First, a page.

Can affect performance?
Sure, it will.
If you are validating anything at all you got an overhead there. Sometimes this overhead is significant, other times it is negligible.
Should I validate on the setter?
If validating on the property setter is hurting your performance maybe you should only perform the validation when strictly necessary, like when persisting it in a database (something like a
isValid method). The downside of this approach is that you may have invalid objects lying around.
There is also a third school of thought here:
- Mutable objects that are never invalid (always validating on the setter, like your scenario)
- Mutable objects that can be in a invalid state (validating only when necessary, like I said above)
- Immutable objects that can't be invalid (if it is invalid you don't construct the object at all)
One downside with the first, the one that you are currently using, is that you might perform the validation when it's not necessary.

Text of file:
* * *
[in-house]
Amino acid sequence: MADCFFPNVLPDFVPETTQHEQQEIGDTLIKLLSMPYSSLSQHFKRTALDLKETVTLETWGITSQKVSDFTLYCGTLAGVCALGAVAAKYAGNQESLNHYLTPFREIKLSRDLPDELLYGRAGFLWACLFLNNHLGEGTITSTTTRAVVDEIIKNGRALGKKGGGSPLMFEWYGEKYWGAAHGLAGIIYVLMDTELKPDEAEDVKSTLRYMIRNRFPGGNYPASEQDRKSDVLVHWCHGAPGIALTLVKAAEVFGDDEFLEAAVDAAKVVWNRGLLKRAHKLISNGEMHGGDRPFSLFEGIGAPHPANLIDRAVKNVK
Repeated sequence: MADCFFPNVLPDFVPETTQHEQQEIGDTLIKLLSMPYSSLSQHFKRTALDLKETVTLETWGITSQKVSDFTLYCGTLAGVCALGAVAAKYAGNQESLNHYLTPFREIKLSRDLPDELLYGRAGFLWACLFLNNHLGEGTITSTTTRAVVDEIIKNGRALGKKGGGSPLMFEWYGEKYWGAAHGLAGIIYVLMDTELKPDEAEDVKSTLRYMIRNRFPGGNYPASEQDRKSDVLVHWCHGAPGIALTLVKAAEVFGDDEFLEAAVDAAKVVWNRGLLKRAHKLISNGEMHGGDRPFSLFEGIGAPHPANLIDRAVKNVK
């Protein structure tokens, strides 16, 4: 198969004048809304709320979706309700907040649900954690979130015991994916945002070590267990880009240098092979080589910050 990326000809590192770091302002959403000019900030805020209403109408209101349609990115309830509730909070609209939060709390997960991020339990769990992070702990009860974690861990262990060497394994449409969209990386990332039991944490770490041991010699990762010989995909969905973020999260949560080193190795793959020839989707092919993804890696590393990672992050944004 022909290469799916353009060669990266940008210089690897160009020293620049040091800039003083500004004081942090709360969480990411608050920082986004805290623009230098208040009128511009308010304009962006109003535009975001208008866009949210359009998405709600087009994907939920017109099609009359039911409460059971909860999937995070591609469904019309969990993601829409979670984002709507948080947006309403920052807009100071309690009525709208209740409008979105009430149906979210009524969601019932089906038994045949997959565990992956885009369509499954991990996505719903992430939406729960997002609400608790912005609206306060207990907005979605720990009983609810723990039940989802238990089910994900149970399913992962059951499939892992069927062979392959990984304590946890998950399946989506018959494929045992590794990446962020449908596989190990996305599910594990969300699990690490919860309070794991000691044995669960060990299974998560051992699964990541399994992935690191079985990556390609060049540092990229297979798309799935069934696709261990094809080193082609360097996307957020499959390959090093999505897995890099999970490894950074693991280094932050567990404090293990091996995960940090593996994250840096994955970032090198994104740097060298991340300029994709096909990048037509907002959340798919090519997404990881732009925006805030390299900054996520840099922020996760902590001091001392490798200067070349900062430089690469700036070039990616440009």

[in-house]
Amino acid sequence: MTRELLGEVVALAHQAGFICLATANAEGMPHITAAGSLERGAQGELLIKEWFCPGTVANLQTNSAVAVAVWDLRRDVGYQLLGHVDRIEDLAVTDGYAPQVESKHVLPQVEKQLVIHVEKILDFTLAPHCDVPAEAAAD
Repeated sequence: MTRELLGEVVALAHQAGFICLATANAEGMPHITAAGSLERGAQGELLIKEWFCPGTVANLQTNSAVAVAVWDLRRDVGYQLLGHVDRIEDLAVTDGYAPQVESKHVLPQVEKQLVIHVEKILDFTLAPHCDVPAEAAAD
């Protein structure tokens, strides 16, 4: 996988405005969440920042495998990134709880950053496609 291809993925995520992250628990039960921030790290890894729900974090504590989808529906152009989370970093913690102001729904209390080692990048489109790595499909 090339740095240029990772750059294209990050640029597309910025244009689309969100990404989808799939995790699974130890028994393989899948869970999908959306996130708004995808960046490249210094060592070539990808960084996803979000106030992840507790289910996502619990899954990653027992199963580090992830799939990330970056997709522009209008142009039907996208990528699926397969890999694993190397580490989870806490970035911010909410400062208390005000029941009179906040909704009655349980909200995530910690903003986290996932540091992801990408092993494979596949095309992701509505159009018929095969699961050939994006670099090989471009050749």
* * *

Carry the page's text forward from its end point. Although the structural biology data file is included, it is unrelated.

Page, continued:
They all have pros and cons, which one to pick depends a lot of your scenario and your (colleagues) programming background.
Should the validation be performed on the object itself at all?
This is one is even more debatable. Separating the data from the business logic is often referred as anemic domain model. A famous objector of anemic domain model is Martin Fowler, which in this particular subject I disagree with him, but that's ok, it's my opnion :)
I'm simplifying way too much here but the main difference between letting your domain anemic and not is that one is more compliant with pure theoretical OOP and, at first, requires less effort to design and maintain; the other does better separation of concerns and it's way better when dealing with concurrency (since the objects are stateless).
This topic is a great food for thought. I suggest you to leaving everything as it is if you are on a more problem-solving scenario; big changes on the status quo might not be healthy if the time isn't right.
Being specific to your ORM, depending on the language or framework you are using, your ORM may find a way to serialize/deserialize without using getters or setters.